Neil, bowlng in partnership with Mark Crawford, gave Black Prince the start they needed, with First and Third restricted to below the required rate. Chris fell first, lbw to Neil, and Mark picked up Jon D'Arcy's wicket in the next over, leaving the home team on 22-2. Mike Goodson then came on for Mark and took Graham Sills' wicket - Neil taking the catch but in the process landing head first on the floor. This prompted a rest for Neil for a couple of overs with Graham Reid brought into the attack.
While things were looking rosy for Black Prince, Dan Walker and Andrew Lea-Cox decided to dig in for First and Third. Their 57 run partnership was measured, controlled, and very well paced. They scored at the required run-rate and took the sting out of the Black Prince bowling attack. Dan eventually fell to Graham Reid with the score on 93. First and Third hadn't won the match at this point, but his innings had built a platform to make victory likely if not certain.
The Black Prince bowling attack was remarkably consistent - Talbott, Goodson, Reid and Glass all went for around 6 an over - with the exception being Mark Crawford who was extremely economical on a fairly benign pitch. The major fault - and probably the difference between the teams - was the number of wides (about one every nine balls) conceded by the Black Prince bowlers.
Bryn Garrod, who had replaced Dan, only scored in boundaries - including a fairly hefty six - but was undone by Graham Reid. 29 runs were still required, and, with the exception of Andrew Lea-Cox (and with respect to the remaining Trinity batsmen and women), the most dangerous College players were now relegated to a role as spectators. First and Third were still scoring on the required run-rate and it was either team's game.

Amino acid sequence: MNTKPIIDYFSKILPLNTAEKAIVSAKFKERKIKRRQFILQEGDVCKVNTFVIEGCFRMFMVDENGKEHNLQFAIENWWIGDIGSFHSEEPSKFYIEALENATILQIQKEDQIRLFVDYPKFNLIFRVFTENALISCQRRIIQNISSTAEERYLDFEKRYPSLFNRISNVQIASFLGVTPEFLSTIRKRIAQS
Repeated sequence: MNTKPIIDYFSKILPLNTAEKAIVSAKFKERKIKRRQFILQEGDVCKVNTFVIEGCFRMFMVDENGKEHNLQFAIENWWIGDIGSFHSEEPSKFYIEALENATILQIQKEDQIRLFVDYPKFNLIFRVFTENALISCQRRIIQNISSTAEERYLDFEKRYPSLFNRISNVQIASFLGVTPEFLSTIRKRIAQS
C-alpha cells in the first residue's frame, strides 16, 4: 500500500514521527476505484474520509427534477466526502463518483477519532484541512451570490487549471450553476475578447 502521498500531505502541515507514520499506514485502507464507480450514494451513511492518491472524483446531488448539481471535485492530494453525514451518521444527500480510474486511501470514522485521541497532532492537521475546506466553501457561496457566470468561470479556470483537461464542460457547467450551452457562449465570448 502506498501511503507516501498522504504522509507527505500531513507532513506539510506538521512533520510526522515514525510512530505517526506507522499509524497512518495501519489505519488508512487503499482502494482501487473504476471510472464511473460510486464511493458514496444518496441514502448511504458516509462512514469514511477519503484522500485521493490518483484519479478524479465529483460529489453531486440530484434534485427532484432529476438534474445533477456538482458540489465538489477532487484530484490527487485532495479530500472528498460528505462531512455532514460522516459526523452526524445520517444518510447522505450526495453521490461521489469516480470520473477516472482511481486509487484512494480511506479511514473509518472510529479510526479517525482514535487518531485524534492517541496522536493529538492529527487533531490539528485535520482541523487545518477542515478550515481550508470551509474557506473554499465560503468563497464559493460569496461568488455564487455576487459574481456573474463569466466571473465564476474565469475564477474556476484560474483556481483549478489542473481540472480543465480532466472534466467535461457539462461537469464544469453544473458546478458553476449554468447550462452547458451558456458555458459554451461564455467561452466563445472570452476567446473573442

Jenny Lee, however, was above Black Prince's best attempts to intimidate her into surrendering her wicket early. Goodson, Reid and Glass (who managed to cope with the pressure of bowling the vital penultimate over as his only over without any sign of stress) couldn't dislodge her and in the end it was an unfortunate run out in the frantic final stages of the match which took her wicket.
Like Dan earlier in the innings, Jenny had provided excellent support to Andrew who was still comfortably scoring and pushing First and Third to their target. His well deserved fifty had come up in the final over and while it now seemed preordained that he would lead his team to victory, Black Prince were not going to go down without a fight. Fielding at point, I got fingertips to a ball somewhere over my head but frankly holding onto a catch was never going to be a realistic aim and I settled for stopping the boundary. So it went to the last ball and, fittingly, Andrew was able to hit the winning runs, completing a fine innings which deservedly won him the man-of-the-match award.
While losing still hurts, it was far more enjoyable and rewarding to be able to play in such a finely balanced match compared to the one-sided games in previous years, and hopefully Black Prince will be further strengthened next year as a few more members of College graduate (again). It was a great team effort from both sides - runs and wickets were shared and the quality of the fielding was higher than in previous years.
Once again, credit must go to Tom Rose for being a fair and consistent umpire throughout, to Honey and Rachel for an exceeding good tea, and to Mark Crawford for organising the pitch. I guess we'll be back at Madingley next year, but Girton acted as a fantastic substitute.
Hopefully, it's now only a matter of time until BPBC win...